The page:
Lubomyr Luciuk, Kingston.
Nearly 200 OCdts, RMC professors, Queen’s University students and staff, as well as members of the general public, attended the Kingston screening of a documentary film, “The Ukrainians: God’s Volunteer Battalion,” shown at Currie Hall on Monday, 22 February.
Co-sponsored by the Department of Political Science and the Ukrainian Canadian Club of Kingston, the film documents the 2014 Russian invasion of eastern Ukraine and, in particular, the lengthy Battle for Donetsk Airport that witnessed Ukrainian volunteers stepping forward to defend Ukraine, the regular army having been caught unprepared for both the Russian occupation of Crimea (February-March 2014) and subsequent incursions into eastern Ukraine, which continue to this day.
Despite several truces proclaimed at Minsk, the film shows how fighting continued without let-up to the present day, although regular army forces have now taken on more of the fighting, incorporating into their ranks those whom Professor Lubomyr Luciuk, the evening’s organizer, described as “Ukraine’s minutemen.”
Filmed and produced by Leonid Kanter and Ivan Yasniy, this documentary evoked the chaos, destruction, and heroism of close quarters combat – while the Ukrainians were eventually forced out of Donetsk airport, itself utterly destroyed, the valour of these fighters – of whom some 60% were described as being Russian-speaking citizens of Ukraine including even some volunteers from Russia – demonstrated the Ukrainian nation’s resolve to defend its territories against unprovoked aggression.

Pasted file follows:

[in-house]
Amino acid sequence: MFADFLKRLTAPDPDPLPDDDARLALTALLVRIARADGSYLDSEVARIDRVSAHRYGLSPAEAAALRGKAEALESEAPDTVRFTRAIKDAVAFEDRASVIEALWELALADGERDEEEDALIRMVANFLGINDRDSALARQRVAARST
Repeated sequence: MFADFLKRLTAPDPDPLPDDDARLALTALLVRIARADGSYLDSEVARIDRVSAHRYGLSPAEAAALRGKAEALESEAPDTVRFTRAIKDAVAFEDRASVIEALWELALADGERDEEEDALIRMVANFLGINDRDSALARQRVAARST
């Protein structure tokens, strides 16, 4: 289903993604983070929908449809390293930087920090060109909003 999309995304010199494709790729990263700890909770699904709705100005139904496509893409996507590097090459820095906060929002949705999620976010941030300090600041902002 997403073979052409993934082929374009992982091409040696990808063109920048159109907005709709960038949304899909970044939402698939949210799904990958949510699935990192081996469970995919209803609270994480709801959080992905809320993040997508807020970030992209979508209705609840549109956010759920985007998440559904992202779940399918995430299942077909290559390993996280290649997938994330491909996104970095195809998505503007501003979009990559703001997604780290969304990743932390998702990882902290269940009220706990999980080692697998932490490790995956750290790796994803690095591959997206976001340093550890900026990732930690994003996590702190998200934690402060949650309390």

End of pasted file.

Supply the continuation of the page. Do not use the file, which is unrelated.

During a lively Q&A following the film screening, the directors, along with Serhiy Fomenko, the founder of the ‘Path to Freedom’ organization, and a Ukrainian “cyborg soldier” nom de guerre “Fezzan,” answered questions about who they were and why they took up arms in defence of Ukraine. “Fezzan” pointed out that when his troop went to war all they had were hunting rifles and knives. Later their weaponry improved, to the point where there was one assault rifle for about every 10 fighters. Just before he left the front lines, only a short while ago, the situation was even better, with one Kalashnikov rifle for every 3 soldiers. In contrast, their opponents, the so-called ‘separatists’ of Ukraine’s Donetsk and Luhansk regions, were well-equipped with regular Russian army weaponry, including main battle tanks, artillery, and rocket launchers – the Ukrainians were thus forced to arm themselves by first defeating their enemies.
The large audience appreciated having a “front line” report from young men only recently aged in battle, offering a good round of applause in particular for “Fezzan” – one of Ukraine’s top snipers who will soon be returning to the eastern front. The film tour is continuing across Canada, with screenings in Winnipeg, Calgary, Edmonton, Vancouver and Toronto.